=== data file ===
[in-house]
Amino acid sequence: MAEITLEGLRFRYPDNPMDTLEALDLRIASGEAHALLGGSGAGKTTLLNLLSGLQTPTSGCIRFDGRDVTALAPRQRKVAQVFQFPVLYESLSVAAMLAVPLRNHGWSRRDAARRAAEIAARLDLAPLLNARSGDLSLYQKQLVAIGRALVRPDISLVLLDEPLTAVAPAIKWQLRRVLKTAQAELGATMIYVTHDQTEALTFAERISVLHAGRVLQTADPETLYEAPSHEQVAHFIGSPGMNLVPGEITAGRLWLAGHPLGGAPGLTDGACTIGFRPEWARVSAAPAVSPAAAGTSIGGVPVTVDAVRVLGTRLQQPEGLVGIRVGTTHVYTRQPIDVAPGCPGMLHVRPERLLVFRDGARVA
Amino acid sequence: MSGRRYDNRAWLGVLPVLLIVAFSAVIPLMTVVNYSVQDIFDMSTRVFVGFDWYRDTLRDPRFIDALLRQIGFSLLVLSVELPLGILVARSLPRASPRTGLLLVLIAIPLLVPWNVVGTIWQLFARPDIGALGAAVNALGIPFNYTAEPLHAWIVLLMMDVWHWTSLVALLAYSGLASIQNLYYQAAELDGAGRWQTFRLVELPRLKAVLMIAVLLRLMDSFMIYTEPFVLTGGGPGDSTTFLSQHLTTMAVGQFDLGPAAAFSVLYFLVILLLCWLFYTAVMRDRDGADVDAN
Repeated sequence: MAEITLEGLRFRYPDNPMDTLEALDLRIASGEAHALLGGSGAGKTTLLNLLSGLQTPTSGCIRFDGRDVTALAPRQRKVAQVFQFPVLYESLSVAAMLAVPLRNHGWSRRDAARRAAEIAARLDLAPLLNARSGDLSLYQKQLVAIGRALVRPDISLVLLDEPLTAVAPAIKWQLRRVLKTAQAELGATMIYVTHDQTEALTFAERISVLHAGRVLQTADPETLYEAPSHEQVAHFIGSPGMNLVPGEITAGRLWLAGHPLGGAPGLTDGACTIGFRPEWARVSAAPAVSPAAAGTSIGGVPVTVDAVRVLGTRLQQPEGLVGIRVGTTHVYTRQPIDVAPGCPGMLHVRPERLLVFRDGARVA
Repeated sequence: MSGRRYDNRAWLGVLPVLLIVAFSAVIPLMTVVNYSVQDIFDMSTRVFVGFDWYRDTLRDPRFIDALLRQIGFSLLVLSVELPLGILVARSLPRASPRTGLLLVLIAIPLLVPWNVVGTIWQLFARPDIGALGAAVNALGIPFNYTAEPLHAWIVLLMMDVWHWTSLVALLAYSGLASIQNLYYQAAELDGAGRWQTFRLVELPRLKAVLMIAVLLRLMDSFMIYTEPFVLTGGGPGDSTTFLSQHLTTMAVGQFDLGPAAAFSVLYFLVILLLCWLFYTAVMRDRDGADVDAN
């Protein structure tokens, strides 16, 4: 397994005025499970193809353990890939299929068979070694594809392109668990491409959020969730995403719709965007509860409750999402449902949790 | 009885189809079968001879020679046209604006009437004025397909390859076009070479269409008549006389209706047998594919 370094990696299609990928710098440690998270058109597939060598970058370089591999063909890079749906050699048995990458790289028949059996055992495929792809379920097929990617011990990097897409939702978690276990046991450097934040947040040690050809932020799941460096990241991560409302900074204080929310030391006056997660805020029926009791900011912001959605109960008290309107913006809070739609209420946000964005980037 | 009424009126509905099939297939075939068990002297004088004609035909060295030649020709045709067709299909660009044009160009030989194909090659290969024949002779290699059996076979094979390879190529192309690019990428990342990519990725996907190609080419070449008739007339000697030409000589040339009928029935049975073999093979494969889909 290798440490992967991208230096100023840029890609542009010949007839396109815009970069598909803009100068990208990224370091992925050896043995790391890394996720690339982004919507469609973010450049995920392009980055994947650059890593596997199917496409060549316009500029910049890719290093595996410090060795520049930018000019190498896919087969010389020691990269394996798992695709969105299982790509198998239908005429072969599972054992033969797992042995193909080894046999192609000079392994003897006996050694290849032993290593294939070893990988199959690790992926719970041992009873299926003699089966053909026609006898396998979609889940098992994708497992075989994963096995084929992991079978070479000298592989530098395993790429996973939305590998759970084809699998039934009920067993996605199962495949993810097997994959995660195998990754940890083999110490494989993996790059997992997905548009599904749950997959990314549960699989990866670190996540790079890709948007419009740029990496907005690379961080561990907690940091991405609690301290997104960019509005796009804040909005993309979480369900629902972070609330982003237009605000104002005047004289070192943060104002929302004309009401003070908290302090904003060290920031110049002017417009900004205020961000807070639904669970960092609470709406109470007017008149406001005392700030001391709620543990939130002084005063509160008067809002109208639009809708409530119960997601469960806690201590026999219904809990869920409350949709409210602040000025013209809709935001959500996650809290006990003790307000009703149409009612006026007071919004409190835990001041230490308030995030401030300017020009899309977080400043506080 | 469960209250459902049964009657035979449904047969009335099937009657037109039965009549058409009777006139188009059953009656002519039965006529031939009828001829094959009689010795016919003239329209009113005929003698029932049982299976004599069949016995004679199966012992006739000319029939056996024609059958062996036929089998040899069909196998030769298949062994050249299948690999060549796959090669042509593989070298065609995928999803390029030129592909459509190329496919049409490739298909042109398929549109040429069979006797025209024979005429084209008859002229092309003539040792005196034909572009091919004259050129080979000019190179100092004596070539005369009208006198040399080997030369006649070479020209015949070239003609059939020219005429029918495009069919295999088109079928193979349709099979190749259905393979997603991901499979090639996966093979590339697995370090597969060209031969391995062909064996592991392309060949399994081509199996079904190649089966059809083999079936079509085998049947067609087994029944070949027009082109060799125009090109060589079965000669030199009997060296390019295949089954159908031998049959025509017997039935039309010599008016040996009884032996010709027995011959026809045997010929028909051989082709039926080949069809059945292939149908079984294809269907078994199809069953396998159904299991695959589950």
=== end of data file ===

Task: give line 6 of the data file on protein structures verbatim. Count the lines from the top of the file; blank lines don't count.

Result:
């Protein structure tokens, strides 16, 4: 397994005025499970193809353990890939299929068979070694594809392109668990491409959020969730995403719709965007509860409750999402449902949790 | 009885189809079968001879020679046209604006009437004025397909390859076009070479269409008549006389209706047998594919 370094990696299609990928710098440690998270058109597939060598970058370089591999063909890079749906050699048995990458790289028949059996055992495929792809379920097929990617011990990097897409939702978690276990046991450097934040947040040690050809932020799941460096990241991560409302900074204080929310030391006056997660805020029926009791900011912001959605109960008290309107913006809070739609209420946000964005980037 | 009424009126509905099939297939075939068990002297004088004609035909060295030649020709045709067709299909660009044009160009030989194909090659290969024949002779290699059996076979094979390879190529192309690019990428990342990519990725996907190609080419070449008739007339000697030409000589040339009928029935049975073999093979494969889909 290798440490992967991208230096100023840029890609542009010949007839396109815009970069598909803009100068990208990224370091992925050896043995790391890394996720690339982004919507469609973010450049995920392009980055994947650059890593596997199917496409060549316009500029910049890719290093595996410090060795520049930018000019190498896919087969010389020691990269394996798992695709969105299982790509198998239908005429072969599972054992033969797992042995193909080894046999192609000079392994003897006996050694290849032993290593294939070893990988199959690790992926719970041992009873299926003699089966053909026609006898396998979609889940098992994708497992075989994963096995084929992991079978070479000298592989530098395993790429996973939305590998759970084809699998039934009920067993996605199962495949993810097997994959995660195998990754940890083999110490494989993996790059997992997905548009599904749950997959990314549960699989990866670190996540790079890709948007419009740029990496907005690379961080561990907690940091991405609690301290997104960019509005796009804040909005993309979480369900629902972070609330982003237009605000104002005047004289070192943060104002929302004309009401003070908290302090904003060290920031110049002017417009900004205020961000807070639904669970960092609470709406109470007017008149406001005392700030001391709620543990939130002084005063509160008067809002109208639009809708409530119960997601469960806690201590026999219904809990869920409350949709409210602040000025013209809709935001959500996650809290006990003790307000009703149409009612006026007071919004409190835990001041230490308030995030401030300017020009899309977080400043506080 | 469960209250459902049964009657035979449904047969009335099937009657037109039965009549058409009777006139188009059953009656002519039965006529031939009828001829094959009689010795016919003239329209009113005929003698029932049982299976004599069949016995004679199966012992006739000319029939056996024609059958062996036929089998040899069909196998030769298949062994050249299948690999060549796959090669042509593989070298065609995928999803390029030129592909459509190329496919049409490739298909042109398929549109040429069979006797025209024979005429084209008859002229092309003539040792005196034909572009091919004259050129080979000019190179100092004596070539005369009208006198040399080997030369006649070479020209015949070239003609059939020219005429029918495009069919295999088109079928193979349709099979190749259905393979997603991901499979090639996966093979590339697995370090597969060209031969391995062909064996592991392309060949399994081509199996079904190649089966059809083999079936079509085998049947067609087994029944070949027009082109060799125009090109060589079965000669030199009997060296390019295949089954159908031998049959025509017997039935039309010599008016040996009884032996010709027995011959026809045997010929028909051989082709039926080949069809059945292939149908079984294809269907078994199809069953396998159904299991695959589950």